I would have thought that breakdancing would appear in Staccato, as I see it as edgy and expressive, but for me it has only ever appeared in Flowing.  I recall an episode that happened not long after I started dancing the 5Rhythms—at a gallery event that turned into an all-night dance party.  One of the biggest obstacles I faced in the beginning of my 5Rhythms path was that I was painfully constricted—trying very hard not to be too big, too unruly, too attention-getting—trying to keep a lid on my explosive inner Chaos.  Having just fallen in love with 5Rhythms, I danced every bit as gigantic as I felt.  And everyone else did, too!  I realized that it is possible that dancing every inch of my dance (not to be confused with dancing gigantic just to get everyone’s attention) could give everyone else permission to dance every inch of their dance, too.  A moment from the gallery dance party that lives delightfully in my memory was when I did the worm across the entire length of the gallery, jumping to my feet in peals of laughter at the opposite wall, amongst friends, who also delightfully trotted out their favorite moves.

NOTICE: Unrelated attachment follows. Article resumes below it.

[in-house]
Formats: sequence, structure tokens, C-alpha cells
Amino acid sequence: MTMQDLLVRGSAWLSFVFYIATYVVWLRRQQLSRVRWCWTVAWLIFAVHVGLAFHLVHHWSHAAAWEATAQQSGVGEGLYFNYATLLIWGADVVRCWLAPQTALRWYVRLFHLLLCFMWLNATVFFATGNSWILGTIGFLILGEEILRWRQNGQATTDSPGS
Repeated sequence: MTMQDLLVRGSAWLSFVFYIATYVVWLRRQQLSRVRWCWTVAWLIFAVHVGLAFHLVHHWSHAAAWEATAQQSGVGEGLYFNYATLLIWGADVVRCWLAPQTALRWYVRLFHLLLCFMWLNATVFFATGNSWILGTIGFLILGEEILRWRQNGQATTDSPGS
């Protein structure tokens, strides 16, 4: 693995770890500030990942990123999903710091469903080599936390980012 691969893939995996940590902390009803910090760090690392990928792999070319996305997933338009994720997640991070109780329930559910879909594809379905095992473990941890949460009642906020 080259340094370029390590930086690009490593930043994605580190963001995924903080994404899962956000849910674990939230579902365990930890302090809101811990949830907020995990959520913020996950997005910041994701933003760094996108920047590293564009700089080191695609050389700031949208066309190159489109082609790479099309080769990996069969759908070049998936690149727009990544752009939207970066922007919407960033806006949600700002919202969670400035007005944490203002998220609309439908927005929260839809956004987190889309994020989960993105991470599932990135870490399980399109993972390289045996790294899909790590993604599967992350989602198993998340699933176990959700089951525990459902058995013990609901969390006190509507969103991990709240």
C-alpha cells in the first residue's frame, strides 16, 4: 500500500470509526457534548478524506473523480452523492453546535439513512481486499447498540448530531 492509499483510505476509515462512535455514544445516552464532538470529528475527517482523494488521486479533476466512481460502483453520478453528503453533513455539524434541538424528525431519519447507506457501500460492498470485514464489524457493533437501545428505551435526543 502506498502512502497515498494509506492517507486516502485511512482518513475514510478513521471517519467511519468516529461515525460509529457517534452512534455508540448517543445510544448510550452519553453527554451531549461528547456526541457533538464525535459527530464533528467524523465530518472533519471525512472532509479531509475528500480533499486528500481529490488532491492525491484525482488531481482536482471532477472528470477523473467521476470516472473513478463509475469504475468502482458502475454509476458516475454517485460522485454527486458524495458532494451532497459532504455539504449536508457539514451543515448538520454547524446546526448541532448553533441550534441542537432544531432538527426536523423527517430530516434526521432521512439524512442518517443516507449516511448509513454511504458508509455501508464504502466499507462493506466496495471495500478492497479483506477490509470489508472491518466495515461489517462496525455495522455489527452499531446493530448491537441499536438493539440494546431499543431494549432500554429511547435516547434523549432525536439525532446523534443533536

Taking to my feet, I flowed through the room with the intention of seeing everyone in attendance.  I thought of a man I met earlier in the day in downtown Brooklyn.  He sat on the sidewalk, with a money-request-cup and a sign that listed the important events of his life.  “Father died.  Grandmother died…” There was also a copy of a newspaper article, “Boy Survives Fall Out of 6th Story Building.”  “Are you the boy that fell out the window?” I asked.  He looked at me and nodded and his words began to tumble out.  I realized how much he wanted to be seen, and thought about how true that is for most of us.  Wanting to be seen.  Really seen.  Not just looked at.  Holding my brand new baby niece, I thought about that fundamental human wish again, as she opened her tiny eyes and in just a few moments of concentrating her tiny baby gaze, seemed to see all of me, everything that is important about me, completely.

Flowing lead to Staccato before long.  I noted that my right foot had a slight flatness, in comparison to its usual articulation, but it didn’t stop me from jumping into partnership after partnership—including with one lanky friend who always challenges me to stretch upward and into the farthest reaches of my limbs.

My top lip curled ever so slightly in response to an outburst of yelling from one corner of the dance floor.  Kierra picked up the microphone right away and said, “This is a spiritual practice. There is no talking.”  I am often impressed by Kierra’s non-didactic approach, and on this occasion I was just as impressed by her pointedness.

Chaos in the first wave found me energetic, spinning, loose.  Kierra played a track with tribal chaos rhythms mixed with a riff from Buena Vista Social Club; and I responded with enthusiasm and vigor despite the fact that I was already drenched with sweat.